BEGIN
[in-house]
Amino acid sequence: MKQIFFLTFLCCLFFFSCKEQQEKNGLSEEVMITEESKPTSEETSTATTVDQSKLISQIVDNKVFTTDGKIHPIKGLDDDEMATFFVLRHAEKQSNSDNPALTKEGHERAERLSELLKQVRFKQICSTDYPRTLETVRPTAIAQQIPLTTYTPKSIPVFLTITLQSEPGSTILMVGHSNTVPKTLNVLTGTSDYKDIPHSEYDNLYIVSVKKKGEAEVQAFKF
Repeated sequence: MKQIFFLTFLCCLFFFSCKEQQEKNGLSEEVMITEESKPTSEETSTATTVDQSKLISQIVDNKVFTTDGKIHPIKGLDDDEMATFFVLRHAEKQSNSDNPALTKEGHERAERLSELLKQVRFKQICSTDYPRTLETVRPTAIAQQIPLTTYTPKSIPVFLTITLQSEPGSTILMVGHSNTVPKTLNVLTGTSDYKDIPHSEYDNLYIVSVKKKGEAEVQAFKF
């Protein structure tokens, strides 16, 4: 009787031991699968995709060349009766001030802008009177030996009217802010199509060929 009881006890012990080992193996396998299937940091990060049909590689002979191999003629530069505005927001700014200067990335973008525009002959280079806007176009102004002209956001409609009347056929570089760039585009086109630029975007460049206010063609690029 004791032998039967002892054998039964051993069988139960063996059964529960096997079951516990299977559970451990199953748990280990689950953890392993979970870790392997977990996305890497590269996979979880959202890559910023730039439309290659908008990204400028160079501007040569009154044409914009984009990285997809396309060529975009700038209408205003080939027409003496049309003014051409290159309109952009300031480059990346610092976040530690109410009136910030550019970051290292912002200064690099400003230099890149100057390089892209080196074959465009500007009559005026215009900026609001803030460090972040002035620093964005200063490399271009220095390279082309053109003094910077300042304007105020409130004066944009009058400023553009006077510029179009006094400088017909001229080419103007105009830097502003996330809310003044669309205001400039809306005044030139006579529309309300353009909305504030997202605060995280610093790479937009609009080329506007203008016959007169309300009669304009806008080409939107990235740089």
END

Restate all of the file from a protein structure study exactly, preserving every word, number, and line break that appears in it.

[in-house]
Amino acid sequence: MKQIFFLTFLCCLFFFSCKEQQEKNGLSEEVMITEESKPTSEETSTATTVDQSKLISQIVDNKVFTTDGKIHPIKGLDDDEMATFFVLRHAEKQSNSDNPALTKEGHERAERLSELLKQVRFKQICSTDYPRTLETVRPTAIAQQIPLTTYTPKSIPVFLTITLQSEPGSTILMVGHSNTVPKTLNVLTGTSDYKDIPHSEYDNLYIVSVKKKGEAEVQAFKF
Repeated sequence: MKQIFFLTFLCCLFFFSCKEQQEKNGLSEEVMITEESKPTSEETSTATTVDQSKLISQIVDNKVFTTDGKIHPIKGLDDDEMATFFVLRHAEKQSNSDNPALTKEGHERAERLSELLKQVRFKQICSTDYPRTLETVRPTAIAQQIPLTTYTPKSIPVFLTITLQSEPGSTILMVGHSNTVPKTLNVLTGTSDYKDIPHSEYDNLYIVSVKKKGEAEVQAFKF
């Protein structure tokens, strides 16, 4: 009787031991699968995709060349009766001030802008009177030996009217802010199509060929 009881006890012990080992193996396998299937940091990060049909590689002979191999003629530069505005927001700014200067990335973008525009002959280079806007176009102004002209956001409609009347056929570089760039585009086109630029975007460049206010063609690029 004791032998039967002892054998039964051993069988139960063996059964529960096997079951516990299977559970451990199953748990280990689950953890392993979970870790392997977990996305890497590269996979979880959202890559910023730039439309290659908008990204400028160079501007040569009154044409914009984009990285997809396309060529975009700038209408205003080939027409003496049309003014051409290159309109952009300031480059990346610092976040530690109410009136910030550019970051290292912002200064690099400003230099890149100057390089892209080196074959465009500007009559005026215009900026609001803030460090972040002035620093964005200063490399271009220095390279082309053109003094910077300042304007105020409130004066944009009058400023553009006077510029179009006094400088017909001229080419103007105009830097502003996330809310003044669309205001400039809306005044030139006579529309309300353009909305504030997202605060995280610093790479937009609009080329506007203008016959007169309300009669304009806008080409939107990235740089």